ON POETRY, WRITING AND RANDOM CULTURAL MATTERS

Saturday, 27 August 2011

Graffiti Project - latest


Totally wicked. Lothian Road, Edinburgh..

Paul Muldoon - Edinburgh Book Festival

Paul Muldoon is indeed one of our greatest poets: challenging and playful, as he showed last Saturday evening. It was good to hear him read a full set of poems, especially the Wayside Shrine sequence from Maggot. He was relaxed and entertaining in the process, even having his son on stage to read a chorus to one poem, Lovely.

 http://www.paulmuldoon.net/ to check him out.


Friday, 26 August 2011

Graffiti Project - latest


Another cracker from Lothian Road, Edinburgh. Note falling brick that hasn't moved.

Julian Sands - Pinter's poetry - Edinburgh

You'd think that something directed by John Malkovich would be a bit, well, better really. This show had loads and loads of publicity - pictures of Malkovich handling out his own flyers on the Royal Mile in the Guardian, both he and Sands interviewed on the Culture Show, Sands on Radio 4, blah, blah. Certainly drew me to it.

Pinter's poems are the stars of the show, pithy, political and pleasingly personal. I knew some of them, but his love poems were a revelation.

I think my disappointment is that actors, even good ones like Sands coached by the poet themselves, as he was by Pinter before his death, just don't do poetry justice. Its music was lost in making meaning, over-rehearsed 'chat' between poems that lost all spontaneity, gesture, and actor-ly bowing. Poets just don't bow like that after their readings. Note to self - better go hear a poet reading their own or another's work.

Worth a try though if you not acquainted with Pinter's poems. It's on tour later in the year.

Monday, 22 August 2011

Graffiti Project - latest


A really good one from Lothian Street, Edinburgh this time. I love the plants in the pavement, they seem so right.

Tuesday at Tescos - Simon Callow - Edinburgh

I managed to get a ticket for Simon Callow's latest one man, or should that be one woman, show where he is a transvestite daughter (Pauline) to a more than unusually grumpy father on her usual Tuesday visit to him and the supermarket. It's an interesting piece translated from the French play that is currently taking Paris by storm (apparently) with a plot twist that I won't give away here. Callow is as one would expect is a brilliant, if unlikely trannie, resigned to being stared at every Tuesday in her 'home' town and not thanked or appreciated by her father, who is confused and ashamed by her in equal measure. But note to self not to sit too close to the stage again as it spoils the magic somewhat if you can see spittle flying. It's on at the Assembly Hall until the end of the month.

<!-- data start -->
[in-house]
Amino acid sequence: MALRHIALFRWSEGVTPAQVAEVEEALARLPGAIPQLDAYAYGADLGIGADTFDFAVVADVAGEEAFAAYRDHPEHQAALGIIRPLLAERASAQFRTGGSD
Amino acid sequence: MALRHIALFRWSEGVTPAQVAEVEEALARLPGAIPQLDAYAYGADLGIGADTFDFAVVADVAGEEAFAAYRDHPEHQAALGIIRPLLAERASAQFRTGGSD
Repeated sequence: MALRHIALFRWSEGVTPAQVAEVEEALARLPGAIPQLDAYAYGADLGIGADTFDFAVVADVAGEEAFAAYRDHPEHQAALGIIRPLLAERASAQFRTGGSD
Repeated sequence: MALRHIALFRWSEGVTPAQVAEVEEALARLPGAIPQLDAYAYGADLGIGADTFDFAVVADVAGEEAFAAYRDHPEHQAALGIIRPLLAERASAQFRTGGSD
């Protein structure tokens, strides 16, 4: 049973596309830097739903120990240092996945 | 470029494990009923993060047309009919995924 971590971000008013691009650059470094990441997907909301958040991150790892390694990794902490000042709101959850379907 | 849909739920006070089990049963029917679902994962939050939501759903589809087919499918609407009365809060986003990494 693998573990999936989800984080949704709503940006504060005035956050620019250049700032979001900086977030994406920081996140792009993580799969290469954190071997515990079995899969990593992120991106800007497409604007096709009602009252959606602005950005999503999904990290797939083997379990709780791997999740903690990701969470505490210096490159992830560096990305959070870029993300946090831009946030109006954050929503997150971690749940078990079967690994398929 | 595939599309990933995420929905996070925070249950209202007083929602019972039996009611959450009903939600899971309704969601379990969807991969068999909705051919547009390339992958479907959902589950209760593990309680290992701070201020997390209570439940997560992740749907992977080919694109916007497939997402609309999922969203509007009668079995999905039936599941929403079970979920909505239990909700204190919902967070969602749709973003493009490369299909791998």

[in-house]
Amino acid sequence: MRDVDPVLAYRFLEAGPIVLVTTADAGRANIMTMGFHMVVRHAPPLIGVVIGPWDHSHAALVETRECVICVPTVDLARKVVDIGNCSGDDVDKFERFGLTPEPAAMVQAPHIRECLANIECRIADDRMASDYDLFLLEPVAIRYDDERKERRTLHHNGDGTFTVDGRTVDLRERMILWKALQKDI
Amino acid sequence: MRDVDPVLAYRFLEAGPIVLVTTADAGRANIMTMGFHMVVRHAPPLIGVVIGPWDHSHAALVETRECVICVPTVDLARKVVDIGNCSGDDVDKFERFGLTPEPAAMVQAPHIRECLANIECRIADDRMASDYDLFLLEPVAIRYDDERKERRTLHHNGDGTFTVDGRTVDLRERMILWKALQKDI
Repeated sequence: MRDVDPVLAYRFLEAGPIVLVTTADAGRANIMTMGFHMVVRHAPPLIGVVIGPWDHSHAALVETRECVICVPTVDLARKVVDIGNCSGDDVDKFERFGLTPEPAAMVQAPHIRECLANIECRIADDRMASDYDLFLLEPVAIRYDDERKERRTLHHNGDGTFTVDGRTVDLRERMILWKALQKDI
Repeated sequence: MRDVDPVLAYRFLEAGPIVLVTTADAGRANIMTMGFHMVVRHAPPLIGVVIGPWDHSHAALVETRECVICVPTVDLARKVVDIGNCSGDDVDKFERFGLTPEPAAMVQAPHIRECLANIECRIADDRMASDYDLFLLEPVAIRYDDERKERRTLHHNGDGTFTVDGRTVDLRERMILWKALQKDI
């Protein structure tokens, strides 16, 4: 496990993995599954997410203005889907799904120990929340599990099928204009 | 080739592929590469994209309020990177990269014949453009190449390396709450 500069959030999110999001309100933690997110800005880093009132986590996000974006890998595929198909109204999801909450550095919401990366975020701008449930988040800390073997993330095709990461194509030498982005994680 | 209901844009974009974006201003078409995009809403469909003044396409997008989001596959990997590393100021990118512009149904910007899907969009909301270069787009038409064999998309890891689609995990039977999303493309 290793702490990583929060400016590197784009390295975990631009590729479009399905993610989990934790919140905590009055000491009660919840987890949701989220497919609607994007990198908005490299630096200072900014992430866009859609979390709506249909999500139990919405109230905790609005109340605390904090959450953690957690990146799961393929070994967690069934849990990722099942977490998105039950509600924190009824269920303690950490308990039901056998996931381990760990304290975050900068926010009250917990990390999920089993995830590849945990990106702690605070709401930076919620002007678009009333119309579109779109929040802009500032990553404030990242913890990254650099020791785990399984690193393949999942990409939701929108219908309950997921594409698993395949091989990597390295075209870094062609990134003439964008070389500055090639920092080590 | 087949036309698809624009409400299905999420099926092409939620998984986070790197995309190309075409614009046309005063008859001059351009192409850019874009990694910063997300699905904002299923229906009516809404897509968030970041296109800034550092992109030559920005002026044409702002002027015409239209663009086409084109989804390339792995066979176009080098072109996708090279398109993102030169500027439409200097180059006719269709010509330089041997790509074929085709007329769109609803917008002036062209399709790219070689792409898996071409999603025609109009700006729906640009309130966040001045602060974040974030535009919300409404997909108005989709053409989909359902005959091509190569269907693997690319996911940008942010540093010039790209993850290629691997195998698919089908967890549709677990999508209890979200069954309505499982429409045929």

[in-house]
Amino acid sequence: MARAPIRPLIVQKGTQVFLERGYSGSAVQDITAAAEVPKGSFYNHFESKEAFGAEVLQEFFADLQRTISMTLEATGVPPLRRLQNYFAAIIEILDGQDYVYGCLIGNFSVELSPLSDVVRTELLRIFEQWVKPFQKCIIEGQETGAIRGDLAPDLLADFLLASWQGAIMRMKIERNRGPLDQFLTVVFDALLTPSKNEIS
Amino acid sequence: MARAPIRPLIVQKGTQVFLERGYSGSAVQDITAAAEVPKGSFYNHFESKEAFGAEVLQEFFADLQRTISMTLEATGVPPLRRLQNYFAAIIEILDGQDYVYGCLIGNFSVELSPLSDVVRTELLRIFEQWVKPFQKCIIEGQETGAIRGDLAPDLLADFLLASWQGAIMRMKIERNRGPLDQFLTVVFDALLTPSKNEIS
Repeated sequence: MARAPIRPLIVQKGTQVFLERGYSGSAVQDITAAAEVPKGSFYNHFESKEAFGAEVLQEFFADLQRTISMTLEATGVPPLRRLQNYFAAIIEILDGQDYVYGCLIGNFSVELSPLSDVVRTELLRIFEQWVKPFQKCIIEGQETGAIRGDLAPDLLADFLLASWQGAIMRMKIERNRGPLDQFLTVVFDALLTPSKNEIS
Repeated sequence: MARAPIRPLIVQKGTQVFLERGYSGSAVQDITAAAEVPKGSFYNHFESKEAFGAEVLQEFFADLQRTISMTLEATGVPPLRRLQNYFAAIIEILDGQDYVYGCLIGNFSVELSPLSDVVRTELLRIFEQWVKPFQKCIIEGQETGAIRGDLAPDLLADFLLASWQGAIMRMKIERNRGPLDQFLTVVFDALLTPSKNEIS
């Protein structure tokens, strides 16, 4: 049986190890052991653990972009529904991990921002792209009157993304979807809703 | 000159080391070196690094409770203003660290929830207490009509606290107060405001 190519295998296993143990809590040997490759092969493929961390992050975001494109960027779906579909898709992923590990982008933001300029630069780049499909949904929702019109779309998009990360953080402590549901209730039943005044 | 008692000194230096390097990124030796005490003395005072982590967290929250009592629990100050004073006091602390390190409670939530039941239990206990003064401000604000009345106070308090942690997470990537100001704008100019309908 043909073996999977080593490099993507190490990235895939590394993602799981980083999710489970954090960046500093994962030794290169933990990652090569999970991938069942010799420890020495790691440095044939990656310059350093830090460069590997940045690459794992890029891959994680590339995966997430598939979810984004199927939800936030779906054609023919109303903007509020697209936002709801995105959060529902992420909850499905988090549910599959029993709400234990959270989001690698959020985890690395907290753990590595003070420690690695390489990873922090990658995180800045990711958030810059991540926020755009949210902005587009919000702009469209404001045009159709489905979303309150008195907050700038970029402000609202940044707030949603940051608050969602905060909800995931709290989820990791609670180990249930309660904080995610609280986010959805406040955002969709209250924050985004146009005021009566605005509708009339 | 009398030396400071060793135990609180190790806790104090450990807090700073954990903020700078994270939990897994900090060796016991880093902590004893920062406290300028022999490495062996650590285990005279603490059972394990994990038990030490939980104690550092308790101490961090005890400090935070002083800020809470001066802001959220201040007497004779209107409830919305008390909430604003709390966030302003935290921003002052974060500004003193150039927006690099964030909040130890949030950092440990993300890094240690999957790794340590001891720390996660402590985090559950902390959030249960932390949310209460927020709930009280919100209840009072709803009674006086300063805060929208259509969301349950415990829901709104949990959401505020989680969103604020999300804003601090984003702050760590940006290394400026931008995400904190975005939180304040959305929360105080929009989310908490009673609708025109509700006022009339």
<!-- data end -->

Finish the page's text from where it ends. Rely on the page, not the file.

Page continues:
Monday, 8 August 2011

Graffiti Project - latest

Sorry I have given up counting them - there was an excellent article in the Guardian last week on street art, with some amazing examples from all over the world - see the ten of the best here - http://www.guardian.co.uk/culture/gallery/2011/aug/07/art?INTCMP=SRCH to which I offer the following  little dragon from Newport, South Wales - simple but cute (note fire!)




Graffiti Project - latest

Sorry I have given up counting them - there was an excellent article in the Guardian last week on street art, with some amazing examples from all over the world - see the ten of the best here - http://www.guardian.co.uk/culture/gallery/2011/aug/07/art?INTCMP=SRCH to which I offer the following  little dragon from Newport, South Wales - simple but cute (note fire!)




Tuesday, 2 August 2011

The Poetry Bookshop - Hay on Wye

What a joy it is to spend hours in a bookshop that sells nothing but poetry in the famous town that sells little else but books. I could've spent a lot of money there yesterday, but managed to restrain myself as my pocket demands. Check it out here:

http://www.poetrybookshop.com/

There is a helpful on-line search and order system too for that first edition or must read you might be looking for and the owners are super-helpful and knowledgeable. Love it.